There was a time when the only guy you really looked at in a band, was the singer. The shift towards other members becoming stars started during the ’60s when bands like the Beatles and the Stones showed that the other members were just as important as the guy standing out front. Bands became experimental, and with this, a new audience emerged looking for something different, this was the time established musicians moved beyond the groups that made their name and joined forces with other musicians to create entirely new entities, the “Supergroup.”
So, with that said, here’s our pick of the Top 10 Supergroups of all time.
Beck, Bogert & Appice
Hailed as the as the rhythm section for one of heavy rock’s forerunners Vanilla Fudge, vocalist/bassist Tim Bogert and drummer Carmine Appice hooked up with legendary guitarist Jeff Beck in this our first supergroup in our top 10. Beck was already a solo artist and was hailed a guitar hero. He had played with The Yardbirds back in the ‘60s, and word has it that he had frequently crossed paths with Bogert and Appice over the years. Once formed, the trio spent most of 1973 touring across the globe in support of their one and only album simply called: Beck, Bogert & Appice. Alas, this supergroup wasn’t meant to be, and the trio dissolved early the next year while recording its follow-up.
Emerson, Lake & Palmer
As with our last entry, there was no band name suggested for this supergroup other than the last names of the three members, Emerson, Lake & Palmer, or, ELP for short. This trio was formed in 1970, and each members resume was already rather impressive. Keith Emerson had been with The Nice, Greg Lake was with heavyweights King Crimson, and Carl Palmer had had stints with Atomic Rooster and The Crazy World of Arthur Brown. All of the bands we just mentioned would be good on anybody’s resume, but all of them were mere mortals compared to the huge success that Emerson Lake and Palmer would go on to achieve.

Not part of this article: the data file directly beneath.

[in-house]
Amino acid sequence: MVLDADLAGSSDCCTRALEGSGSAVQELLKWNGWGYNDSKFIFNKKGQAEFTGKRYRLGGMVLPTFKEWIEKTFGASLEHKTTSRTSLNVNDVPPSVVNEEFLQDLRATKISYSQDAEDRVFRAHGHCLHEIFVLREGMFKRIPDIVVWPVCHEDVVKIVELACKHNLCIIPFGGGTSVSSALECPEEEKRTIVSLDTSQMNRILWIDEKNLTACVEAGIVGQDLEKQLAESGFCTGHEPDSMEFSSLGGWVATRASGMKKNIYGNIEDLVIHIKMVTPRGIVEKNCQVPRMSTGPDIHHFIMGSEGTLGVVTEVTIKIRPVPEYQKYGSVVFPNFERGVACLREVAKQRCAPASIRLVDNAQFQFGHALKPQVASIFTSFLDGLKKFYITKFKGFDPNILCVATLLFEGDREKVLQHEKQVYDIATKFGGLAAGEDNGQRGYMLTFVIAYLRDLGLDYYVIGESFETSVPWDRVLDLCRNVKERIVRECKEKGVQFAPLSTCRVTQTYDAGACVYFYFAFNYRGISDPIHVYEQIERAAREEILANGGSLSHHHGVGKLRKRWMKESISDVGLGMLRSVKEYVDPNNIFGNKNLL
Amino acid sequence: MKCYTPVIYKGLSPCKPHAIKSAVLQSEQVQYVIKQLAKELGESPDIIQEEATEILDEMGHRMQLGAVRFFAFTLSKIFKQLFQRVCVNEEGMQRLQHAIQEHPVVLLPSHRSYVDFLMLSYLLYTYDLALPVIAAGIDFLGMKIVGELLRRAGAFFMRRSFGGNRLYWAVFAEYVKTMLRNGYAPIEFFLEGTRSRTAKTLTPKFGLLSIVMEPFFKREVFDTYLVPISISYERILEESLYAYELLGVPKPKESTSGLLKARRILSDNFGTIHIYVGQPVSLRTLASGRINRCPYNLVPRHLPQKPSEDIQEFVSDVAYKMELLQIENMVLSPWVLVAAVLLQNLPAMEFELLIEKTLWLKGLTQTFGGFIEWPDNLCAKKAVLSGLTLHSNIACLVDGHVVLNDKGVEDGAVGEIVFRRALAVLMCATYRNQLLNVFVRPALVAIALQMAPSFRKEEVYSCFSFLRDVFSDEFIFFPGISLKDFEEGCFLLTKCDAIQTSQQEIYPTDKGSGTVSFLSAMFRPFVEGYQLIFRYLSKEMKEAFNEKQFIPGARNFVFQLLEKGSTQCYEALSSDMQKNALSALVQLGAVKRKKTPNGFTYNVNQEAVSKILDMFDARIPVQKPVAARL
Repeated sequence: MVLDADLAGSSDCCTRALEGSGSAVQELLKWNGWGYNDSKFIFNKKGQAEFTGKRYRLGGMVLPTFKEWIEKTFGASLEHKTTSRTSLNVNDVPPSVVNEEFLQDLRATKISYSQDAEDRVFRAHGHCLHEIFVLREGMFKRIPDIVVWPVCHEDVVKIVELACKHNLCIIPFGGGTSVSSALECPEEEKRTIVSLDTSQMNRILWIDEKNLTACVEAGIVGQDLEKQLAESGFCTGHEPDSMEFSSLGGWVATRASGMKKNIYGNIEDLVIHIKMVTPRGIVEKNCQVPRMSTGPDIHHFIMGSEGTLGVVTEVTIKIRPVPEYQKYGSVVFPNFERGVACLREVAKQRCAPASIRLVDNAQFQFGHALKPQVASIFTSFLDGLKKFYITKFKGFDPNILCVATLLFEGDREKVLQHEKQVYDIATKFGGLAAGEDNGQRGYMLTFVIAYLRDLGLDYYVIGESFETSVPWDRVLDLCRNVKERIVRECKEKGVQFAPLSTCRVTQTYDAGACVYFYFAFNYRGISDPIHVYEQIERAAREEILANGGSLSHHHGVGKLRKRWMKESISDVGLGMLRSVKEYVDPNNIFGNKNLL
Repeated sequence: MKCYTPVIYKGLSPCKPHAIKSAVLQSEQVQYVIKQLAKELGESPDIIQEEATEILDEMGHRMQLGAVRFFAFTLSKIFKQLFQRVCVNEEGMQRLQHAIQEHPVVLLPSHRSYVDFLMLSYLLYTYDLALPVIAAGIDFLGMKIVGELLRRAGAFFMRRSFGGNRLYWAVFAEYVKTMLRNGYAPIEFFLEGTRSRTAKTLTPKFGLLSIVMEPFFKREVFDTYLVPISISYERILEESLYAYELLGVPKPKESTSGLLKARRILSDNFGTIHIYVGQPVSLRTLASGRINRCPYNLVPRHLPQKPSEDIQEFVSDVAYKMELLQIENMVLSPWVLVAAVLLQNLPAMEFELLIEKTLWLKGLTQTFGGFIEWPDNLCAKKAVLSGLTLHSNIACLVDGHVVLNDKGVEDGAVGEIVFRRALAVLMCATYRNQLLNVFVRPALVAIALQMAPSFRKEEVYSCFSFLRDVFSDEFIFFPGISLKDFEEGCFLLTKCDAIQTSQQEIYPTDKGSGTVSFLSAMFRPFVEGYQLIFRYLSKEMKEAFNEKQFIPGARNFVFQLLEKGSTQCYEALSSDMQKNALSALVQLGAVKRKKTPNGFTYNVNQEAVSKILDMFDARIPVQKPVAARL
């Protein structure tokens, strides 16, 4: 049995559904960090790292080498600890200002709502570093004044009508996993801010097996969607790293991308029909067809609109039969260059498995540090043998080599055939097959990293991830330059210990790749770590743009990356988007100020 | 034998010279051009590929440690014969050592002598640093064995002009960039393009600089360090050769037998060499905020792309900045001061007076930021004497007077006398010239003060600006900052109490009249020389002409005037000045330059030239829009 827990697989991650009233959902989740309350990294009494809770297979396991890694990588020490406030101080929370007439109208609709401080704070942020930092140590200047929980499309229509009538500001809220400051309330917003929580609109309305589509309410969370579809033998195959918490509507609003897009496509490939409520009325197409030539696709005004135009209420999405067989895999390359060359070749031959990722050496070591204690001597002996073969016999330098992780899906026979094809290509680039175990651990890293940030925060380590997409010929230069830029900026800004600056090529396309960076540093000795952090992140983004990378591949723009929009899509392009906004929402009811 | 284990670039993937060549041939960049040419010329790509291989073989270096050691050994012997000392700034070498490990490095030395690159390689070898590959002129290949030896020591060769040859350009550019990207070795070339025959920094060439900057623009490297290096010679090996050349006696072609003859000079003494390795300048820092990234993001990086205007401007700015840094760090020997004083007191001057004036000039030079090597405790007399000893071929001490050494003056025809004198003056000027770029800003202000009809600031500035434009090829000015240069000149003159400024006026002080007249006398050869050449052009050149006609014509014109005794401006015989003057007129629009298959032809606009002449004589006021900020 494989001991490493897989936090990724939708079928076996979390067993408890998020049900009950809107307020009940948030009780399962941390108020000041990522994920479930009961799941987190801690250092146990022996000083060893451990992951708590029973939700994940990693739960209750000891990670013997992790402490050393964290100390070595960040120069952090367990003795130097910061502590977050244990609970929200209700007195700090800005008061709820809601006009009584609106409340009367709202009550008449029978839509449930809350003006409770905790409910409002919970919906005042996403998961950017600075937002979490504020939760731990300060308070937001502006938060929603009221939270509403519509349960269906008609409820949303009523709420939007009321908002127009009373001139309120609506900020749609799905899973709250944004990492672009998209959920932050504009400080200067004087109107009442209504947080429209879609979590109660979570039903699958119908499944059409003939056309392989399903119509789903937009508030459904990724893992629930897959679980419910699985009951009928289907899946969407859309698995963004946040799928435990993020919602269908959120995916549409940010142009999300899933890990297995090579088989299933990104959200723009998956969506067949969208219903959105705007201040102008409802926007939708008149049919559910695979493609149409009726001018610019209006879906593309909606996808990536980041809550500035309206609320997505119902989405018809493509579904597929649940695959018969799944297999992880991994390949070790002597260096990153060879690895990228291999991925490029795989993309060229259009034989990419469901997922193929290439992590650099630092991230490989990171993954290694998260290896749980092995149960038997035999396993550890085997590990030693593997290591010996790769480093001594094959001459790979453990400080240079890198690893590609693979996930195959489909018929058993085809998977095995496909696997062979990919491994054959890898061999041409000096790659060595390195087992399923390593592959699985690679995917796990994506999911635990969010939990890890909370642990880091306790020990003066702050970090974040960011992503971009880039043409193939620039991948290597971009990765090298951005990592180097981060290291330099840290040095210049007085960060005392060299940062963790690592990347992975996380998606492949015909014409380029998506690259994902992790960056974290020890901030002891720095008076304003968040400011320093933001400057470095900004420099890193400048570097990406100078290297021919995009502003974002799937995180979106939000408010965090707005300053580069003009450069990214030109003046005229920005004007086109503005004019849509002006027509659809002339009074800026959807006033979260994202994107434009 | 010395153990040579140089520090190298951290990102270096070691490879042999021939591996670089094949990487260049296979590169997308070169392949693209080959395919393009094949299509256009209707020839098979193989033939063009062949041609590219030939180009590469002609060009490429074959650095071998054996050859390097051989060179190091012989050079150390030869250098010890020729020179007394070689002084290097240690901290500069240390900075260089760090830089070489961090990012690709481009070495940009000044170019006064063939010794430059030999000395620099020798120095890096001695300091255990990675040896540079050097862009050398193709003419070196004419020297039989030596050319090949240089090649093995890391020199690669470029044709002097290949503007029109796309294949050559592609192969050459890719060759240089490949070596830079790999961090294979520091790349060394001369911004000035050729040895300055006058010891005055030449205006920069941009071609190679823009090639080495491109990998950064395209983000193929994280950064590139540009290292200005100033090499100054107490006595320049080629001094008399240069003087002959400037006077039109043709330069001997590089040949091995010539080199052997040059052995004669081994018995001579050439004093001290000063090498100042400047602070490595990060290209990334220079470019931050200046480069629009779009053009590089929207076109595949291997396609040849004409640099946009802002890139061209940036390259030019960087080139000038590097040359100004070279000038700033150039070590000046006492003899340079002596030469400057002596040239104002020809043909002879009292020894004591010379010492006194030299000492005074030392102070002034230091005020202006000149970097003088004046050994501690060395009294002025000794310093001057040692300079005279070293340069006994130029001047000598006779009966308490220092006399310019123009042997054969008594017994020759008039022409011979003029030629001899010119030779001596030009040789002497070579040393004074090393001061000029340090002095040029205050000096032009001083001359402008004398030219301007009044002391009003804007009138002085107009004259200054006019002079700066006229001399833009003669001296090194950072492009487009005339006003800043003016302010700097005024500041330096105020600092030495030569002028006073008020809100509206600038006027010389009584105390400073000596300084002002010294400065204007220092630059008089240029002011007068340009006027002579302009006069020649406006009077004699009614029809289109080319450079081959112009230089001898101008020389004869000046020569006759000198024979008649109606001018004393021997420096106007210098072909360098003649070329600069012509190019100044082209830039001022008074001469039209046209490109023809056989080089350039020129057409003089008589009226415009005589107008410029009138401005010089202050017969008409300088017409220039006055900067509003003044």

Yep, that’s right Journey. What a lot people may not know, or tend to forget is that Journey started out as a Santanaoffshoot, and was all about serious art rock and not big time radio-friendly AOR music. Journey was the mastermind of Santana manager Herbie Herbert, who in 1973 poached vocalist/keyboardist Gregg Rolie and guitarist Neal Schon away from Santana, as well as bassist Ross Valory and rhythm guitarist George Tickner out of psychedelic outfit Frumious Bandersnatch, and drummer Aynsley Dunbar who had played with the Jeff Beck Group. The band’s first three albums did ok, but when the band had a refit, and sole survivors Schon and Valory brought in new singer Steve Perry, this was a game changer and ushered the arena-conquering second phase of the band.
This band was a serious case of one-and-done. The self-titled album was released in 1969 and was something of a spur-of-the-moment hangover for former Cream members Eric Clapton and Ginger Baker, who recruited Spencer Davis Group and Traffic member Steve Winwood, and Ric Grech. Blind Faith claimed the #1 spot on both the US and UK charts, and the album also yielded some classic tunes, (Winwood’s ‘Can’t Find My Way Home,’ and Clapton’s ‘Presence of the Lord.’
Formed in 1973, Bad Company were the epitome of a supergroup. Paul Rodgers (vocals) and Simon Kirke (drums) were paired with Mott the Hoople’s Mick Ralphs on guitar and King Crimson’s Boz Burrell on bass. That in itself is something to talk about, but when you add the fact that the band was the first artists to sign to Peter Grant and Led Zeppelin’s label, Swan Song. Their eponymous 1974 debut was an international smash, it topped the U.S. album charts and scored a number one single “Can’t Get Enough of Your Love.”